When a person is unable to care for their personal or financial needs because of age, disease, or disability, the court may appoint a guardian. A guardianship is a legal proceeding in which a petitioner (usually a family member or friend) asks the court to find that the person (the “alleged disabled individual”) is unable to manage his or her own affairs effectively. The court then appoints a guardian to act for that person and make decisions affecting his or her health, property, or both.
There are two types of guardianship proceedings in Maryland- a guardian of the person and a guardian of the property. One person can serve as both guardian of the person and guardian of the property, or different people can take each role. In an emergency case or in cases where an individual has no family member or friend to serve as guardian, a court may appoint a public guardian and will usually appoint someone from a local area agency or the Department of Aging or Maryland Department of Social Services to serve.
When someone is petitioning the court for guardianship, the petitioner must provide a brief description of the alleged disabled person’s disability and reason why guardianship is sought, description of the care needed and two certificates of incapacity by a medical or mental health practitioner to indicate that the individual does not have the capacity to manage their own affairs. Once a petition is filed, the court will appoint an independent attorney to represent the alleged disabled individual’s interest. This attorney has the authority to speak to the alleged disabled individual, interview interested persons- including the petitioner and review medical records and speak to medical providers. They will file a response or answer to the petition for the court to consider.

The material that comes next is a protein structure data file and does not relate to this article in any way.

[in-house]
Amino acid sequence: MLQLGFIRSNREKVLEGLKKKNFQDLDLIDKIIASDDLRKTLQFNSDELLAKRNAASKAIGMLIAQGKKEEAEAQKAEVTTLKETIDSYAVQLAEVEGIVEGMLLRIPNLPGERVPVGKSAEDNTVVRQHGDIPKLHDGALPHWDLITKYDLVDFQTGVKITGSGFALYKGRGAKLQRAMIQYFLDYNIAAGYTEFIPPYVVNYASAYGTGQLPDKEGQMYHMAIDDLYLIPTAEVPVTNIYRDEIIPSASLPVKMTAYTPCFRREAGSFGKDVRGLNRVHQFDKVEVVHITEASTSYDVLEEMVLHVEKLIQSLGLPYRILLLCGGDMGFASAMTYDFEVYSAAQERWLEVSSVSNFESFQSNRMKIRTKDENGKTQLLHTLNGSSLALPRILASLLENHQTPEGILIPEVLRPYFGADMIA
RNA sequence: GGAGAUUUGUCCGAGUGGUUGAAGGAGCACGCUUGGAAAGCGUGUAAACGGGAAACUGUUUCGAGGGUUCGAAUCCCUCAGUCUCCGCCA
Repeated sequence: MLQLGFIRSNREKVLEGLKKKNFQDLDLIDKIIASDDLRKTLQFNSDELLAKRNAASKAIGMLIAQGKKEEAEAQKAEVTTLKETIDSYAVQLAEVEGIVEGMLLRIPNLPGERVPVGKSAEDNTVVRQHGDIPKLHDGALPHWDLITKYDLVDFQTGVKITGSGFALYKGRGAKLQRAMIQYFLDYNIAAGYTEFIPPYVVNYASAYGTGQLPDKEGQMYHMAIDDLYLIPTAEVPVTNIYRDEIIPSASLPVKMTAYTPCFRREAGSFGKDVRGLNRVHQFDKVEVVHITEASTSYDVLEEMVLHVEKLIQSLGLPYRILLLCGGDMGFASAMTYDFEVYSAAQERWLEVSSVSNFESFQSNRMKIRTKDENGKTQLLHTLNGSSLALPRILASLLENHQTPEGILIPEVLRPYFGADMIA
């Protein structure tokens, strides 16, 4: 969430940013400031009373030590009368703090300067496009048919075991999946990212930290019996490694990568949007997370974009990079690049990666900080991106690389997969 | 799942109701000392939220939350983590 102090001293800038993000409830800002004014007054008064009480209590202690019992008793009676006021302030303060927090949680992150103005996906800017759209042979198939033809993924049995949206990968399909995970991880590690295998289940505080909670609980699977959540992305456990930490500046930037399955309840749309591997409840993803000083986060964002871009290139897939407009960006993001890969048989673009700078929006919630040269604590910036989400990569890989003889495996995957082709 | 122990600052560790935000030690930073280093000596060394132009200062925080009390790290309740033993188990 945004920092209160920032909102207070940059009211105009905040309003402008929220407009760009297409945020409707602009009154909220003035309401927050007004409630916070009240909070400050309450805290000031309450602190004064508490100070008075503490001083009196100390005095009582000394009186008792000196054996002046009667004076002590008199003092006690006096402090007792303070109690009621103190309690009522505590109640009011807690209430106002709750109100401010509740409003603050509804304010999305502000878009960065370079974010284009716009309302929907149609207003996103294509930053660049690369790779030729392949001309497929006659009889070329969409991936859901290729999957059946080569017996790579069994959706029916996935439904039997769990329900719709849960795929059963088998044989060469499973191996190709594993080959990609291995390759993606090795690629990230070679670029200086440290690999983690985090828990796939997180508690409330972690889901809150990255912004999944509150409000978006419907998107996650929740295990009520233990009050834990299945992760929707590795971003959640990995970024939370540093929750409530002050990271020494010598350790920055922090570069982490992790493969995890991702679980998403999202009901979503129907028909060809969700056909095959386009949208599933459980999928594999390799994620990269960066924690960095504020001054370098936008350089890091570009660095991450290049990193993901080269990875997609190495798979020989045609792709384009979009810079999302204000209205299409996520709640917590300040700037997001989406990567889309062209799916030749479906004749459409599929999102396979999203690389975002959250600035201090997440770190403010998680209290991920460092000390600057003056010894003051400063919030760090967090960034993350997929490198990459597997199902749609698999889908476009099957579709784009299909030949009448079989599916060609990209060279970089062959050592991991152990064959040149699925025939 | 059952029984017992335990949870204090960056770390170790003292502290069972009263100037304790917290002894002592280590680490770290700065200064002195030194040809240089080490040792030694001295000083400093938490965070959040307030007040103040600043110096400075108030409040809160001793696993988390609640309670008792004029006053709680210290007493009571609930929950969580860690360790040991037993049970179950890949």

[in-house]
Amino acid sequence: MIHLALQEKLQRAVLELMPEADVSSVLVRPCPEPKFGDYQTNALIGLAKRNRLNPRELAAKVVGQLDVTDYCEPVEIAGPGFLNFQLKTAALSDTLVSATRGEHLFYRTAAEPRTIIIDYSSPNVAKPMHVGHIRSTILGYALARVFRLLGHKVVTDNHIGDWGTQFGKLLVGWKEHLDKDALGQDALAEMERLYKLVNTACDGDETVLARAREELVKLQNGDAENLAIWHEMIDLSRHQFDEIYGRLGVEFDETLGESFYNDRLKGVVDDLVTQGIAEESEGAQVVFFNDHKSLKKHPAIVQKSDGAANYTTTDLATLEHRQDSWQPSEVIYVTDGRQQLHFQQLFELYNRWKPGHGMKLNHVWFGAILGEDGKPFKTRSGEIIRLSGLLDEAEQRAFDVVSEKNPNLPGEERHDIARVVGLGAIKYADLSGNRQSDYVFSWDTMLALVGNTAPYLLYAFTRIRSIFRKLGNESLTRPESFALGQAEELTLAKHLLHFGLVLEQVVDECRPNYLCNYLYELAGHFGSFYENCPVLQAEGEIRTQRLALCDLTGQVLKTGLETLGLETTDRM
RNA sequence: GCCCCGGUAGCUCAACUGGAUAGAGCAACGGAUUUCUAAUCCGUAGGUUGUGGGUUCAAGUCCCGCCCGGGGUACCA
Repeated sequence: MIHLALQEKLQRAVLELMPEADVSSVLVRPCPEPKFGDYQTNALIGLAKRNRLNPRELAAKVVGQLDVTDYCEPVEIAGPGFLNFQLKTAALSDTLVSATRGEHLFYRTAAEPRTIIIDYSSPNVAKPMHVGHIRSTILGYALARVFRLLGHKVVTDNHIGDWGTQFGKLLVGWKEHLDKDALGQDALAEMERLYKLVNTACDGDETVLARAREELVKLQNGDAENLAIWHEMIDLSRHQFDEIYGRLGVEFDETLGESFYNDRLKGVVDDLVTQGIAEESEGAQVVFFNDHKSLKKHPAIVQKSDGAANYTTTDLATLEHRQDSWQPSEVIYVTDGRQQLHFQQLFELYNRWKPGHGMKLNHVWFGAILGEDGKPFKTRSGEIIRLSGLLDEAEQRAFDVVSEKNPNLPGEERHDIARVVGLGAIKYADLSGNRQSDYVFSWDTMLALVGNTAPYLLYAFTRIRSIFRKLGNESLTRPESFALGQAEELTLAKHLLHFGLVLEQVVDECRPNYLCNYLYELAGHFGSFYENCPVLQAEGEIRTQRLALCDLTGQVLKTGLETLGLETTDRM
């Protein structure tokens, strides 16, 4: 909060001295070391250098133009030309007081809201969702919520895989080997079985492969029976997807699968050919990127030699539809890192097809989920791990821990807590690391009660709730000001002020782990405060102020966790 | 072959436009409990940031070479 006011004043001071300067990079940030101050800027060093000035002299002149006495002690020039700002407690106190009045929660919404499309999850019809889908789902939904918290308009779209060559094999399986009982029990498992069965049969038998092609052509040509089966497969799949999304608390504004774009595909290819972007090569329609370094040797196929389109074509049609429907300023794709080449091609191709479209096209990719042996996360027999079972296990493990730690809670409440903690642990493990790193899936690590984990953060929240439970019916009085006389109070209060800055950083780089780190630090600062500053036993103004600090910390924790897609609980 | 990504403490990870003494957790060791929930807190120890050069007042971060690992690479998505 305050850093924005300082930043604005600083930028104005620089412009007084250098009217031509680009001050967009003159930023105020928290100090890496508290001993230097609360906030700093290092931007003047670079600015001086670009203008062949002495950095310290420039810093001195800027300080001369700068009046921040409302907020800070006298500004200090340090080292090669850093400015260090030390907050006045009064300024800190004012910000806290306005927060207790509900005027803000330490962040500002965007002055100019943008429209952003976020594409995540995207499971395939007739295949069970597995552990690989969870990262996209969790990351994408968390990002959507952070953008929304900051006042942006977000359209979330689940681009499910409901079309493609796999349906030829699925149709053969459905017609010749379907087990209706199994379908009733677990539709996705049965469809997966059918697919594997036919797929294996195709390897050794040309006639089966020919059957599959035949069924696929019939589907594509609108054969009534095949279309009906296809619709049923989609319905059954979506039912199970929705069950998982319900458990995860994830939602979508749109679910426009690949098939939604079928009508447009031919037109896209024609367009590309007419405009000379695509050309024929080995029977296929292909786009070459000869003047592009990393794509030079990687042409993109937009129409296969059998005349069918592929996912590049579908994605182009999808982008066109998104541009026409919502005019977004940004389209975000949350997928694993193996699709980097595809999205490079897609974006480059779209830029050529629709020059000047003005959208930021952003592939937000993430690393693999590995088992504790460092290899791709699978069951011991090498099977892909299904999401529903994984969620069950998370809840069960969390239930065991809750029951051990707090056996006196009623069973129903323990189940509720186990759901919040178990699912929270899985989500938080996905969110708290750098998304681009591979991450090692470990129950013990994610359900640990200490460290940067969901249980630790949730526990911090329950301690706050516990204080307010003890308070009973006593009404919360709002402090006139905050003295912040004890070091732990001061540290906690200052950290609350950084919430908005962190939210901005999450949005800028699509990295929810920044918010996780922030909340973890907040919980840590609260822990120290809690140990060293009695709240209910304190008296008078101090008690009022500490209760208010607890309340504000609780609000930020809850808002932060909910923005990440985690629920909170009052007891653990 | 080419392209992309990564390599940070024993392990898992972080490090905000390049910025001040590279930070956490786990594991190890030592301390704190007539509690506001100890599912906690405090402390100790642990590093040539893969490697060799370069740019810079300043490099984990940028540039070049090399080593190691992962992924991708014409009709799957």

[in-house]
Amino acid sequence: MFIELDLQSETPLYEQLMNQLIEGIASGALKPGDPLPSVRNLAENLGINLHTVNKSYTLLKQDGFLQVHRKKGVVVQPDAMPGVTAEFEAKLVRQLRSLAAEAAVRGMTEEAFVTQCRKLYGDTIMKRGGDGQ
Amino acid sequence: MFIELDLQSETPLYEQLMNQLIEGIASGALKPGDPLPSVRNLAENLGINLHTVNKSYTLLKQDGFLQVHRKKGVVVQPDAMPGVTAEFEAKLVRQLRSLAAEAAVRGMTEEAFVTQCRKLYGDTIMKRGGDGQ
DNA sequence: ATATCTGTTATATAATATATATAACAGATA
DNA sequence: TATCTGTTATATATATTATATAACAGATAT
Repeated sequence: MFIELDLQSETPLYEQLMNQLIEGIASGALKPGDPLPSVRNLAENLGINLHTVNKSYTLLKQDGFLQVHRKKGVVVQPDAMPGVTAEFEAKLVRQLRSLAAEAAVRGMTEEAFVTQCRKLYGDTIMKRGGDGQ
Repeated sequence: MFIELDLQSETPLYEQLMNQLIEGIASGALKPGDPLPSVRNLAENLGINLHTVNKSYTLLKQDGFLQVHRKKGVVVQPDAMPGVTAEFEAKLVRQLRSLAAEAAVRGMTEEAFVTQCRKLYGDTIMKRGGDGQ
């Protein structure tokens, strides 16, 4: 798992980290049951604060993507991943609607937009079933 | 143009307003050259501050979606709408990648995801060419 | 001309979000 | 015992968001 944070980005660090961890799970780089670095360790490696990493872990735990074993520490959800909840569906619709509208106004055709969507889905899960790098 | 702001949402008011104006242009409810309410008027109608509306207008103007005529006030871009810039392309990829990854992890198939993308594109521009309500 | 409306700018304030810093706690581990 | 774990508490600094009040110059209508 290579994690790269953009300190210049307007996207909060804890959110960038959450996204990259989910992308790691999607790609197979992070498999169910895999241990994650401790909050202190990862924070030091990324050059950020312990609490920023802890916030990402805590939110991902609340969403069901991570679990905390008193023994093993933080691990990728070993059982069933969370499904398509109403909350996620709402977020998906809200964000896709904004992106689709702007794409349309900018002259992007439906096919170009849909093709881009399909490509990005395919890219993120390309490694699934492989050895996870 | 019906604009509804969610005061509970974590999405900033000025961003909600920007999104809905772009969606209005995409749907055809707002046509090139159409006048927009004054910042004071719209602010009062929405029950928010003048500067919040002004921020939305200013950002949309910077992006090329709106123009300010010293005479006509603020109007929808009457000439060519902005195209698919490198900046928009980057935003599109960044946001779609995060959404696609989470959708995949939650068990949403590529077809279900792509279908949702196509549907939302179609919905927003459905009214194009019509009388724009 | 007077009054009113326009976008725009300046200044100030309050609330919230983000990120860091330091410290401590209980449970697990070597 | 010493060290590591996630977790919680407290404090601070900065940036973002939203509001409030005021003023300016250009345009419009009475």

The petitioner is also responsible for serving all interested persons that have a statutorily defined relationship to the alleged disabled individual. Once service is completed and the court-appointed attorney files their response, the court will conduct a hearing where they will determine if a guardianship is necessary and if so, who the appropriate guardian is. The timeframe for this process varies from county to county in Maryland, but it will generally take four to six months for an uncontested guardianship to be completed.
Guardianship proceedings may be contested and if that’s the case, the parties will likely engage in discovery (i.e., request for production of documents and written questions asked under oath), depositions and the ultimate decision is likely to be determined by a jury. The court proceeding can last well over twelve months and be very costly. Also, it is important to note that once appointed as guardian, there are ongoing court requirements such as annual reporting of finances to inform the court of the status of the guardianship estate.
So, you may ask if there is a better alternative to a guardianship proceeding. If the person has the legal capacity and understanding to execute power of attorney documents then a guardianship may be avoided. A Power of Attorney can easily be characterized as a written authorization that you sign to allow someone else to act on your behalf in your private affairs. The two main categories of these types of documents are Financial Power of Attorney and Healthcare Power of Attorney. In fact, if someone is able to execute a Power of Attorney then a guardianship is not appropriate as the court is always looking for the least restrictive method in order to have someone assist the disabled individual. This is why having a Power of Attorney- and keeping it up-to-date throughout the years- is critical to avoid having your family or loved ones filing for a guardianship petition.
If you or a loved one is in need of a guardian or if you would like to avoid the guardianship process by creating or updating your Power of Attorney documents, contact us at SinclairProsser Law for a consultation.